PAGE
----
How to cut your food bill

Caroline Cassidy

It's so easy to go shopping for groceries and come back with all manner of things you probably don't need, won't use and only bought because it seemed like a bargain and by the end of the shop your shopping bill can be far more expensive than you had intended. Here are few tips and ideas on how to keep your food bill to a minimum.

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The first piece of advice is to sit down at the beginning of the week and plan ahead what you think you will eat that week. It sounds quite a chore but it needn't be an entirely regimented process. Just think of a few meals that you know how to cook (fairly cheaply) and assign them to a day of the week. You don't necessarily have to stick to the plan but it helps to know that for each day you have a good idea of what will be for dinner.

For example, Monday could be spag bol, Tuesday could be fish pie etc. Once you have an idea of the meals you intend to cook you can write up a shopping list of the ingredients. Then, when you go shopping, stick to your list and you should only come home with food that will definitely be used by the end of week.

Next think about where you shop. There are many useful price comparison websites that will show you which supermarkets have the cheapest groceries and best deals. Try mySupermarket to compare food prices at Tesco, Sainsbury's, ASDA and Ocado (Waitrose's online shopping site).

A lot of money is wasted through perfectly good food being thrown away. Many people are uncertain about the best before and use by dates printed on produce and items that are past their best before date often get thrown away. But it is fine to eat products that are past their best before date and it is also not an offence under the Food Labelling Regulations to sell food past its best before date.

There are websites that sell short-dated and out-of-date food and drink at very low prices. For example Approved Food and Food Bargains. Buying food from sites such as these can make huge savings on your food bill.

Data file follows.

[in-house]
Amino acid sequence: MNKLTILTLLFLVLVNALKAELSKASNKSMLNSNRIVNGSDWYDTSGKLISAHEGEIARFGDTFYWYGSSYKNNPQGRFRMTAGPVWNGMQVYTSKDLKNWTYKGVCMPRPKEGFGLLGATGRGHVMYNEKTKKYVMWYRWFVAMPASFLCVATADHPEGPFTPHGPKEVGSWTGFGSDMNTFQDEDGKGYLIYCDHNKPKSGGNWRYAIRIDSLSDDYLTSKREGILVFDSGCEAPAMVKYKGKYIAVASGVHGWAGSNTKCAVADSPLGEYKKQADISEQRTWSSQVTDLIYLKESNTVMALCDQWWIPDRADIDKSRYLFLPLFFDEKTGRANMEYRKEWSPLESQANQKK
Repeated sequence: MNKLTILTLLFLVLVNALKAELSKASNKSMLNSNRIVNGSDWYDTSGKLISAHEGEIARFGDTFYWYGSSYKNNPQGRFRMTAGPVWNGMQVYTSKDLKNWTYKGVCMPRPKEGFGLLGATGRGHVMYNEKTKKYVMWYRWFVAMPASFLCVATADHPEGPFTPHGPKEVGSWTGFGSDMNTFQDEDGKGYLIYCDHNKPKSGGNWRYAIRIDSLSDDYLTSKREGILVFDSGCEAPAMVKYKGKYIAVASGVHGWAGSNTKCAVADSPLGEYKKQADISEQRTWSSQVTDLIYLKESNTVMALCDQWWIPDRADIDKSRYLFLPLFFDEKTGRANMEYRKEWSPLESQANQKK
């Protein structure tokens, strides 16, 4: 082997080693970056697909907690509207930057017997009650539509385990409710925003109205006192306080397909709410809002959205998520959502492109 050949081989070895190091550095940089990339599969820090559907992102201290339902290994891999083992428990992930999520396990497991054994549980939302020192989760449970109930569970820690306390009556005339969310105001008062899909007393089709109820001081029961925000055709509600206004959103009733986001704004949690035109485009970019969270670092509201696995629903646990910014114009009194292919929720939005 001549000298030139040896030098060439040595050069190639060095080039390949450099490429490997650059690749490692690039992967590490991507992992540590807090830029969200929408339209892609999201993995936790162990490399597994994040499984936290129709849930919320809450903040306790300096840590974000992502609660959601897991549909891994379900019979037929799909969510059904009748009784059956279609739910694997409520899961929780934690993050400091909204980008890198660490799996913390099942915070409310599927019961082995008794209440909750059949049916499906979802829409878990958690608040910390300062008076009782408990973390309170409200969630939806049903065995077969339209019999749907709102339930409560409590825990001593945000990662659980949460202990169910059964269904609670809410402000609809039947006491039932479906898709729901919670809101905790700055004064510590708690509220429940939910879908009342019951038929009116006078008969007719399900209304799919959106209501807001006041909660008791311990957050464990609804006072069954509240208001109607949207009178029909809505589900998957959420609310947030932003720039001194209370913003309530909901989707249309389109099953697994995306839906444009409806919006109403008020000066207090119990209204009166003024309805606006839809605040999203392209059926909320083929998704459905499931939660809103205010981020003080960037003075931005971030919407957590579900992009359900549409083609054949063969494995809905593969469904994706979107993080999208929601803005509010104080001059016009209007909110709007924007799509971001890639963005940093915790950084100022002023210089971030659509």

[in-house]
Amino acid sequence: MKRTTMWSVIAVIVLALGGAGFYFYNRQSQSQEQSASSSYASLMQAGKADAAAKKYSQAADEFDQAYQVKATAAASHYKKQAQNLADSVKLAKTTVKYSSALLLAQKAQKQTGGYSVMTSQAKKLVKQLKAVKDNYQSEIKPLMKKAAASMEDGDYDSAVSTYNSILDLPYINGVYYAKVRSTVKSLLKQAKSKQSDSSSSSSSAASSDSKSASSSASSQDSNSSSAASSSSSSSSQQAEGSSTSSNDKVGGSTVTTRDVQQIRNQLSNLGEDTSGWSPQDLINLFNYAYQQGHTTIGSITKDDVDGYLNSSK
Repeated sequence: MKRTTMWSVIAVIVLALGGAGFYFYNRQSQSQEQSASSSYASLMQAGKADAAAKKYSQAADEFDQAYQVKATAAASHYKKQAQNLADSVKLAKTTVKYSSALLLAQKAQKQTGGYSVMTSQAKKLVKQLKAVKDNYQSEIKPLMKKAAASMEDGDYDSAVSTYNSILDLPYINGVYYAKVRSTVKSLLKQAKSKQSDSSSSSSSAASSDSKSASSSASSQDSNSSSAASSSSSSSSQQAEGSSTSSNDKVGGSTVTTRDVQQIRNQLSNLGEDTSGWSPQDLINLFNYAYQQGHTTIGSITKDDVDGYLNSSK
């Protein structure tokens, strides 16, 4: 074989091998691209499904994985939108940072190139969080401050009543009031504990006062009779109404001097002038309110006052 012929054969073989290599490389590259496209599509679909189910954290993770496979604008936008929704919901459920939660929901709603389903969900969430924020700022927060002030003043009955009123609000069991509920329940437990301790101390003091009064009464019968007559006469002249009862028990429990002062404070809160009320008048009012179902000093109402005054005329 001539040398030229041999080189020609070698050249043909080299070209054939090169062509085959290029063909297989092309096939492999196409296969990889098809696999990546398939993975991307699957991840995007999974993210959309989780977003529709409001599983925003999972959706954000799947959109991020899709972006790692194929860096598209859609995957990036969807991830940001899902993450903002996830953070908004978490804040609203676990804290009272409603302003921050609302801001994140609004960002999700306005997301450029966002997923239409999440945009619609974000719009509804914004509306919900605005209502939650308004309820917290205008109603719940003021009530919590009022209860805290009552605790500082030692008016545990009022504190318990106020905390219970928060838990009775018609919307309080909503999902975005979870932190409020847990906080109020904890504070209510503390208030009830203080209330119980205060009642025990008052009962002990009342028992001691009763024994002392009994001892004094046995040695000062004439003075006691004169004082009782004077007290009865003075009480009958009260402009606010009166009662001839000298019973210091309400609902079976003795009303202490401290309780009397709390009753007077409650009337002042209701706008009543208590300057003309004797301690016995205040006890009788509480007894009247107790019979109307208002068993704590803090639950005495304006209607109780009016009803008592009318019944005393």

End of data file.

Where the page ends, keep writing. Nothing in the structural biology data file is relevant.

Another way to make savings is to buy supermarket own-brand products. Many people believe that own-brand produce is not as good as the name branded items but often there is very little between them. Check out the website Supermarket Own Brand Guide for detailed information including tasting notes, scores out of ten and nutrional information of own brand products.

Bulk buying items can be a good way to make savings on your grocery bill but usually it only works if you are buying non-perishable goods, otherwise you could end up with a lot of wastage. Cash and Carrys such as Costco can be brilliant for bulk buying and you could save a great deal on things like teabags, sugar and pasta.

If you have green fingers, growing your own fruit and veg is a great way to save money on your food bill. But if you don't have the time or space for gardening, you can still be season savvy. Check what fresh produce is in season and those items will be cheaper than those that are not in season. If you are uncertain what it is in season, check the website eat the seasons.

And finally, keep an eye out for coupons. One good way of collecting useful coupons us through supermarket loyalty schemes such as Sainsbury's Nectar and Tesco Clubcards.

If you have any more tips for saving money on your food bill, leave a comment and share them with us.